The number of churches opening in Columbia County might be continuing to grow, but that doesn't mean the word ''church'' or denomination names are becoming more prevalent.
Many places of worship are becoming less identified by their denomination or the word "church,'' some say, as societal changes occur.
Greg Porterfield, the senior Pastor of Wesley United Methodist Church in Evans, said he believes the name changes indeed follow a societal trend.
"I think people are more into individualism, and there's less of a desire to affiliate with institutional forms of things," Porterfield said. "I think it's just a societal trend ... I don't think it is too much good or bad. I think it is still important about the place."
Nondenominational churches such as Bible Centered Ministries in Martinez and Strong Tower Christian Fellowship near Grovetown seem to be becoming more popular. The World Networks of Religious Futurists reports that since 1980, 100,000 new nondenominational churches have been formed.
The Rev. Anthony Holland, of Strong Tower Christian Fellowship, believes people are more likely to visit a church based on its individual offerings if the denomination is left out of the name or if the church is nondenominational.
"For us personally, we were not drawn to any particular denomination and we did not want anything to form a barrier for people. So that people coming basically from any background could come and feel comfortable worshipping," Holland said, adding that his church of nearly 150 members recently celebrated its 10-year anniversary.
"I think some people just want to get away from the whole denomination because if you are not careful, you can focus more on the denomination than on the Lord and we can begin to talk more about the denomination than about focusing on the Lord," Holland said.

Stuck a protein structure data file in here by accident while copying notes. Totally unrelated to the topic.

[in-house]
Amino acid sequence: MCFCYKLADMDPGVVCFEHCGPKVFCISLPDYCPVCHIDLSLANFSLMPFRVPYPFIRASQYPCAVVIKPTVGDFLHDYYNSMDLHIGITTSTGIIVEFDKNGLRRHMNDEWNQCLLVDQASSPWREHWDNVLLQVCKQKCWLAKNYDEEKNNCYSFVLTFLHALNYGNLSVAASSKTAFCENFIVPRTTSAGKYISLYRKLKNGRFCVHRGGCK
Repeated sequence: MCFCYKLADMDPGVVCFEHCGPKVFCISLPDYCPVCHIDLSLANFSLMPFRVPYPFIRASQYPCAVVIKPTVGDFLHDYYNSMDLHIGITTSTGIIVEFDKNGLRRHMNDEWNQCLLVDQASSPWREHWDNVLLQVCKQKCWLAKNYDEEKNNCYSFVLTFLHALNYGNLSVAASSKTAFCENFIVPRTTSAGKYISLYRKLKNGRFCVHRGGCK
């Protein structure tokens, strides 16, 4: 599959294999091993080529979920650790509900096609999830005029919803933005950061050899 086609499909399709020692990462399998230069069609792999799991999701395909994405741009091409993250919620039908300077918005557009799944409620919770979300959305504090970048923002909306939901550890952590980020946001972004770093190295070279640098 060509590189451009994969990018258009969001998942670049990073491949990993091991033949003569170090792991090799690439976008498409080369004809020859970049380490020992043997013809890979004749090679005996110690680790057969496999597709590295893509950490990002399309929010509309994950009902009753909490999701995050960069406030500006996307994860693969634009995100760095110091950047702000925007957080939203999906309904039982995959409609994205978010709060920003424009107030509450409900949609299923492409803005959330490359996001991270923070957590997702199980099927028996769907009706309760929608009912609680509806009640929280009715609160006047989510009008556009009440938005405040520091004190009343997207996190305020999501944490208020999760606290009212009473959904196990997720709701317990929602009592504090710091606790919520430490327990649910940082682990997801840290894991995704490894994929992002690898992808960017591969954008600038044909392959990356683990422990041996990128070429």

The Rev. Rudy Rosado, pastor of Bible Centered Ministries, said he knows that in the Bible Belt he could add Baptist or Methodist to his church's name and have a large church. But his church focuses on the teachings of the Bible exclusively, not the different doctrines of the many Christian denominations.
"I don't really want to break up Christianity into different denominations," Rosado said. "My thought 100 percent is we need to get back to the Bible instead of dividing ourselves up into different denominations ... We teach how to get to Christ and what Christ is about."
Holland said his church also focuses on the Bible, hence the Biblical name reference to Strong Tower from Proverbs 18:10.
For the unchurched, Holland said he doesn't believe a denomination means anything. But he admits that often a denomination can become a deterrent to getting people into church.
"You really can't see what we have to offer or really take a good look and make an assessment if you can't get past the door because of the denomination," Holland said.
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